This week we’ve been talking about autism, what we know about it, and how autism coverage is changing in Michigan.
Twenty-two-year-old twin sisters Michelle and Nicole Bouchard both have Asperger’s syndrome. It’s commonly thought to be at the milder end of the autism spectrum.
Michelle says school wasn't easy. "There was a list of things they told me I couldn't do. I couldn't go to college, I couldn't find a job...it was a big struggle for me," she says.
Nicole's experience in school was a bit different. "I tested a little bit higher than Michelle did and I was put in mainstream classes, but pulled out."
In high school they had to become strong self-advocates so they could get the specialized help they needed.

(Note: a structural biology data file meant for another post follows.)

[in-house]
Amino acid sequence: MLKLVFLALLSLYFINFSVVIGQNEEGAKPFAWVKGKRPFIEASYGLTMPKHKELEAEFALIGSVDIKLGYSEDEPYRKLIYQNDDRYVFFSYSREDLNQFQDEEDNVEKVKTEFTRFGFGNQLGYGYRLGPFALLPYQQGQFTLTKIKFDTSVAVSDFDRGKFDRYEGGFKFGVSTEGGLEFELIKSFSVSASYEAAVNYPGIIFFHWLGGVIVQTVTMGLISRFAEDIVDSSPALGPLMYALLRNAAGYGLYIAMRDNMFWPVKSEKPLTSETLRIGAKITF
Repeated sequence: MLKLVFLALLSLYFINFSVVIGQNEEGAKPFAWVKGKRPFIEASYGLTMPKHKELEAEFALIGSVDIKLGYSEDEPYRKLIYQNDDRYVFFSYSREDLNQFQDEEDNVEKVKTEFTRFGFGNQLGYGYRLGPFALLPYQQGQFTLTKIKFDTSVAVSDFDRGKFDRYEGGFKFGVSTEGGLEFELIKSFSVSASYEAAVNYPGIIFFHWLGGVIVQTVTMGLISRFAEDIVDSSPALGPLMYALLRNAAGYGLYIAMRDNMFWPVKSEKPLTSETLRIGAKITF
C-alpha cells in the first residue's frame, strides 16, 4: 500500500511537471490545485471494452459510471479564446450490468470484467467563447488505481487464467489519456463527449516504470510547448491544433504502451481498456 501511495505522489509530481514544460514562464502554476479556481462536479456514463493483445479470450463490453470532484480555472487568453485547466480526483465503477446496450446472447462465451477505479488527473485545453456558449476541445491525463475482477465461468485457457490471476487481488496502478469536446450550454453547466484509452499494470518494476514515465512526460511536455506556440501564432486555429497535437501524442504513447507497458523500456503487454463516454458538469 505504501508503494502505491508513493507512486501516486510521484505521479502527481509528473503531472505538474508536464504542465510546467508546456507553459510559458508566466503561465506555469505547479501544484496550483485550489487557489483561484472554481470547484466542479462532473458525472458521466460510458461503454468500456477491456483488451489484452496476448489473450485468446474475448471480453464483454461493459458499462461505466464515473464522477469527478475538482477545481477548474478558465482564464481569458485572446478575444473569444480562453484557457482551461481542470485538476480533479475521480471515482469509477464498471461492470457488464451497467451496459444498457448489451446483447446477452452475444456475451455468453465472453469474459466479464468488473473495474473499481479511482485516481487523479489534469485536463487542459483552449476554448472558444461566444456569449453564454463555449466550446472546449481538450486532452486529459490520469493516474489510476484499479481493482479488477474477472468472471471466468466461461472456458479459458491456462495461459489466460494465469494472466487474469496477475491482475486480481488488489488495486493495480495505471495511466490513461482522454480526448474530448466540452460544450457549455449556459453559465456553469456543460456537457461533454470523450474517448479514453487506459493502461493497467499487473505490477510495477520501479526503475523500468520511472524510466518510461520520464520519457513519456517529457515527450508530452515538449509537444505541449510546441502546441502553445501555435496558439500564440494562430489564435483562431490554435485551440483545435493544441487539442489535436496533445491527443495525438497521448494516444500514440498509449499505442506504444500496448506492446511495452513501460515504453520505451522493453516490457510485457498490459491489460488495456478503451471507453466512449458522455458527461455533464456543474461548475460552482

Nicole says people are changing they way they view autism. "People are taking it a lot more seriously now, they're looking at different possible causes...and I'm still learning about that."
Now in college, they’re learning what they can about themselves and their disability to help others understand what it’s like to live with autism.
Nicole says she wants to get a degree in early childhood education. Michelle says she's not sure what she wants to do, and adds that's okay with her.
Michigan Radio is collecting stories from people who are affected by the new autism insurance mandate. Is there a child with autism in your family? How would this new requirement affect you? Follow this link to share your thoughts.
*This story was informed by the Public Insight Network. If you want to learn how to be a part of our network, click here.